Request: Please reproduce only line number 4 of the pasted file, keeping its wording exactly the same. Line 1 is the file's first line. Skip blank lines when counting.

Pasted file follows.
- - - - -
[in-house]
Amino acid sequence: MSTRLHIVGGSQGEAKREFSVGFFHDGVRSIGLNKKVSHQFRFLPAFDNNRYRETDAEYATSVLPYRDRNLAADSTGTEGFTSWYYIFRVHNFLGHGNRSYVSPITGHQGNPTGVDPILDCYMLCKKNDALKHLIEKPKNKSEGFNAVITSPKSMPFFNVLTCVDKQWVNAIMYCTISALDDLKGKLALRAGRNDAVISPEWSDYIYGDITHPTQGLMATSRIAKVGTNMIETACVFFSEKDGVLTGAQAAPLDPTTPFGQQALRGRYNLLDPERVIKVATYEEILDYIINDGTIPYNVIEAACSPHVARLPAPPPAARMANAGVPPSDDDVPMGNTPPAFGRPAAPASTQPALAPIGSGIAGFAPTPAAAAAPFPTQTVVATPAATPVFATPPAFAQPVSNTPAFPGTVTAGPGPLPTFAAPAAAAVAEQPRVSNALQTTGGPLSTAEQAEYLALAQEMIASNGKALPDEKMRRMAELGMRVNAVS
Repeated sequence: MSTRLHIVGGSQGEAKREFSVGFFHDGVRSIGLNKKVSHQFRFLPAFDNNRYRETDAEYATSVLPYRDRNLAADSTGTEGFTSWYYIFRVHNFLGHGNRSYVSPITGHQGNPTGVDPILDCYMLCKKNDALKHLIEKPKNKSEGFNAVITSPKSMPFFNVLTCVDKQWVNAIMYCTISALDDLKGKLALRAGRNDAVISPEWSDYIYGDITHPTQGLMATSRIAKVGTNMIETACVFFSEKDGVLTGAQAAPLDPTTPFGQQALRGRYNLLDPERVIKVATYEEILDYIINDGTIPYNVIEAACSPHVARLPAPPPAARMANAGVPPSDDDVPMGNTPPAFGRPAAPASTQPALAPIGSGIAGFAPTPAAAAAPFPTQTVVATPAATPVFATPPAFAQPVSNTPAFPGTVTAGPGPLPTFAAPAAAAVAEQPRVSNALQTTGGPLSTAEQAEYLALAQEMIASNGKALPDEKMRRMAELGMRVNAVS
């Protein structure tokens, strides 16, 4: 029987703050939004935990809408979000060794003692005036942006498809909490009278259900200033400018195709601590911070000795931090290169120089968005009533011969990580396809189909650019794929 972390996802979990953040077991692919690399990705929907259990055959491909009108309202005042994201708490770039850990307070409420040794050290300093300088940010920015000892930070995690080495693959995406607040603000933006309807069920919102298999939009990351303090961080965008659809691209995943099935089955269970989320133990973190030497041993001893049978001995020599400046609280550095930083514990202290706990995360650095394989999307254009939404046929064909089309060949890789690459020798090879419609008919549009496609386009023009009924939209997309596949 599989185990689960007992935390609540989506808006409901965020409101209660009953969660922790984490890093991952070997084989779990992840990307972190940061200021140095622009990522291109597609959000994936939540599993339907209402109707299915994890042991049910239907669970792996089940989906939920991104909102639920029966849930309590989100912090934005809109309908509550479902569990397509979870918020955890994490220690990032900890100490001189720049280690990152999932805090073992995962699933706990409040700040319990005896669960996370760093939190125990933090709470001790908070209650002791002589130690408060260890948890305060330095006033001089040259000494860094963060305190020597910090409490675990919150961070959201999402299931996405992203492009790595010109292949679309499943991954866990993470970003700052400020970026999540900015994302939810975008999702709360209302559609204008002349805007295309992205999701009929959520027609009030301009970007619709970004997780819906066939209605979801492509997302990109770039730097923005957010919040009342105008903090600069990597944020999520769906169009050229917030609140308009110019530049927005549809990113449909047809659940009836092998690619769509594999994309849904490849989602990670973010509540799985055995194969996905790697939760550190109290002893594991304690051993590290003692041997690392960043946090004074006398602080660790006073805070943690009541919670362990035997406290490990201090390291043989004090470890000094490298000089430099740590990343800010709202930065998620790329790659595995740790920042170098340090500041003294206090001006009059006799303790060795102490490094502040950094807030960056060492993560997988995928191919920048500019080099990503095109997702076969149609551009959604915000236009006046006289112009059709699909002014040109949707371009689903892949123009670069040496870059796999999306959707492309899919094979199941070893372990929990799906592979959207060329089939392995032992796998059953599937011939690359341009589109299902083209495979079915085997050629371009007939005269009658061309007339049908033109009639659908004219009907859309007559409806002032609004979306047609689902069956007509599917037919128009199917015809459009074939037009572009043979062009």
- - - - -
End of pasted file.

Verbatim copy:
């Protein structure tokens, strides 16, 4: 029987703050939004935990809408979000060794003692005036942006498809909490009278259900200033400018195709601590911070000795931090290169120089968005009533011969990580396809189909650019794929 972390996802979990953040077991692919690399990705929907259990055959491909009108309202005042994201708490770039850990307070409420040794050290300093300088940010920015000892930070995690080495693959995406607040603000933006309807069920919102298999939009990351303090961080965008659809691209995943099935089955269970989320133990973190030497041993001893049978001995020599400046609280550095930083514990202290706990995360650095394989999307254009939404046929064909089309060949890789690459020798090879419609008919549009496609386009023009009924939209997309596949 599989185990689960007992935390609540989506808006409901965020409101209660009953969660922790984490890093991952070997084989779990992840990307972190940061200021140095622009990522291109597609959000994936939540599993339907209402109707299915994890042991049910239907669970792996089940989906939920991104909102639920029966849930309590989100912090934005809109309908509550479902569990397509979870918020955890994490220690990032900890100490001189720049280690990152999932805090073992995962699933706990409040700040319990005896669960996370760093939190125990933090709470001790908070209650002791002589130690408060260890948890305060330095006033001089040259000494860094963060305190020597910090409490675990919150961070959201999402299931996405992203492009790595010109292949679309499943991954866990993470970003700052400020970026999540900015994302939810975008999702709360209302559609204008002349805007295309992205999701009929959520027609009030301009970007619709970004997780819906066939209605979801492509997302990109770039730097923005957010919040009342105008903090600069990597944020999520769906169009050229917030609140308009110019530049927005549809990113449909047809659940009836092998690619769509594999994309849904490849989602990670973010509540799985055995194969996905790697939760550190109290002893594991304690051993590290003692041997690392960043946090004074006398602080660790006073805070943690009541919670362990035997406290490990201090390291043989004090470890000094490298000089430099740590990343800010709202930065998620790329790659595995740790920042170098340090500041003294206090001006009059006799303790060795102490490094502040950094807030960056060492993560997988995928191919920048500019080099990503095109997702076969149609551009959604915000236009006046006289112009059709699909002014040109949707371009689903892949123009670069040496870059796999999306959707492309899919094979199941070893372990929990799906592979959207060329089939392995032992796998059953599937011939690359341009589109299902083209495979079915085997050629371009007939005269009658061309007339049908033109009639659908004219009907859309007559409806002032609004979306047609689902069956007509599917037919128009199917015809459009074939037009572009043979062009």